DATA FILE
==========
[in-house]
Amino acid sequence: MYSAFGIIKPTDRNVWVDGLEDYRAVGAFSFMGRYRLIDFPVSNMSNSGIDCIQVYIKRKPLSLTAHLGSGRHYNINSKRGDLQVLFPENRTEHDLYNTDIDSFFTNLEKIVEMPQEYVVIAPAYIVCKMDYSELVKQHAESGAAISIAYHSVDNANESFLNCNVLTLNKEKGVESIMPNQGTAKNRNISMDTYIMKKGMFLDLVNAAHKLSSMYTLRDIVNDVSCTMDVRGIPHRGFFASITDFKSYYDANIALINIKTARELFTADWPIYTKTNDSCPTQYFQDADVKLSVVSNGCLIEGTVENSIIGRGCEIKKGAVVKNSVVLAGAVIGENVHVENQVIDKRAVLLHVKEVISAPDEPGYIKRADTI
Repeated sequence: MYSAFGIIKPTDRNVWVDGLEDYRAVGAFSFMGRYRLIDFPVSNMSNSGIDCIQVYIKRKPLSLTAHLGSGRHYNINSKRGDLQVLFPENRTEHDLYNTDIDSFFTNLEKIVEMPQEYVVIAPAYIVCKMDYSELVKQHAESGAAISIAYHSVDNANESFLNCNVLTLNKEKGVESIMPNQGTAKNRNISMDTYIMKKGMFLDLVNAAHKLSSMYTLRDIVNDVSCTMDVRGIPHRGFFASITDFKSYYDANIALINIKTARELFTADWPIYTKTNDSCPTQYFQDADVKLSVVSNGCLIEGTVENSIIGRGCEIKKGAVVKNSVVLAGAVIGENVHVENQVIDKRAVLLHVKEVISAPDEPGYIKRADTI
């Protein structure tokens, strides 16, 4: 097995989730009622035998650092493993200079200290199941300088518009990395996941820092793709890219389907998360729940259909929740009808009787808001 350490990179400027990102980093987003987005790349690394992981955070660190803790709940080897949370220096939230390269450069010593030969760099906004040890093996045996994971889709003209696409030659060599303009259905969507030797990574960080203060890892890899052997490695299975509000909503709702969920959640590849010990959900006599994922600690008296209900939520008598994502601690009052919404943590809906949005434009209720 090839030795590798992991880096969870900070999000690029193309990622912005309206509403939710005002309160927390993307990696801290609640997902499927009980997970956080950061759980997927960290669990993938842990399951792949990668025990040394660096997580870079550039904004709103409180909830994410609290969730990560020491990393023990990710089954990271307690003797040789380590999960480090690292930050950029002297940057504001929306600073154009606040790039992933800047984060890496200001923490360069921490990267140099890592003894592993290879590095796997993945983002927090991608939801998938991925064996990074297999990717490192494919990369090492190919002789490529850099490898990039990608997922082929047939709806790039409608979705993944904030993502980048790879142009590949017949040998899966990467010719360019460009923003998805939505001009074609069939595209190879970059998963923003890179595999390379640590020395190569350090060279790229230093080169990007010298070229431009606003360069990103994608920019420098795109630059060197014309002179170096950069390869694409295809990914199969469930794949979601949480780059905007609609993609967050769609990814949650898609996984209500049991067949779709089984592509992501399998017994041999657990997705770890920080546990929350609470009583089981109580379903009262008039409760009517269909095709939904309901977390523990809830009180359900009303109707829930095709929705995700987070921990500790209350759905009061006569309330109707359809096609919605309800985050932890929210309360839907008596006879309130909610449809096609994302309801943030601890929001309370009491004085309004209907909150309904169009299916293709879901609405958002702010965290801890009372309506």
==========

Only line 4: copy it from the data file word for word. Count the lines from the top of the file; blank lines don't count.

């Protein structure tokens, strides 16, 4: 097995989730009622035998650092493993200079200290199941300088518009990395996941820092793709890219389907998360729940259909929740009808009787808001 350490990179400027990102980093987003987005790349690394992981955070660190803790709940080897949370220096939230390269450069010593030969760099906004040890093996045996994971889709003209696409030659060599303009259905969507030797990574960080203060890892890899052997490695299975509000909503709702969920959640590849010990959900006599994922600690008296209900939520008598994502601690009052919404943590809906949005434009209720 090839030795590798992991880096969870900070999000690029193309990622912005309206509403939710005002309160927390993307990696801290609640997902499927009980997970956080950061759980997927960290669990993938842990399951792949990668025990040394660096997580870079550039904004709103409180909830994410609290969730990560020491990393023990990710089954990271307690003797040789380590999960480090690292930050950029002297940057504001929306600073154009606040790039992933800047984060890496200001923490360069921490990267140099890592003894592993290879590095796997993945983002927090991608939801998938991925064996990074297999990717490192494919990369090492190919002789490529850099490898990039990608997922082929047939709806790039409608979705993944904030993502980048790879142009590949017949040998899966990467010719360019460009923003998805939505001009074609069939595209190879970059998963923003890179595999390379640590020395190569350090060279790229230093080169990007010298070229431009606003360069990103994608920019420098795109630059060197014309002179170096950069390869694409295809990914199969469930794949979601949480780059905007609609993609967050769609990814949650898609996984209500049991067949779709089984592509992501399998017994041999657990997705770890920080546990929350609470009583089981109580379903009262008039409760009517269909095709939904309901977390523990809830009180359900009303109707829930095709929705995700987070921990500790209350759905009061006569309330109707359809096609919605309800985050932890929210309360839907008596006879309130909610449809096609994302309801943030601890929001309370009491004085309004209907909150309904169009299916293709879901609405958002702010965290801890009372309506």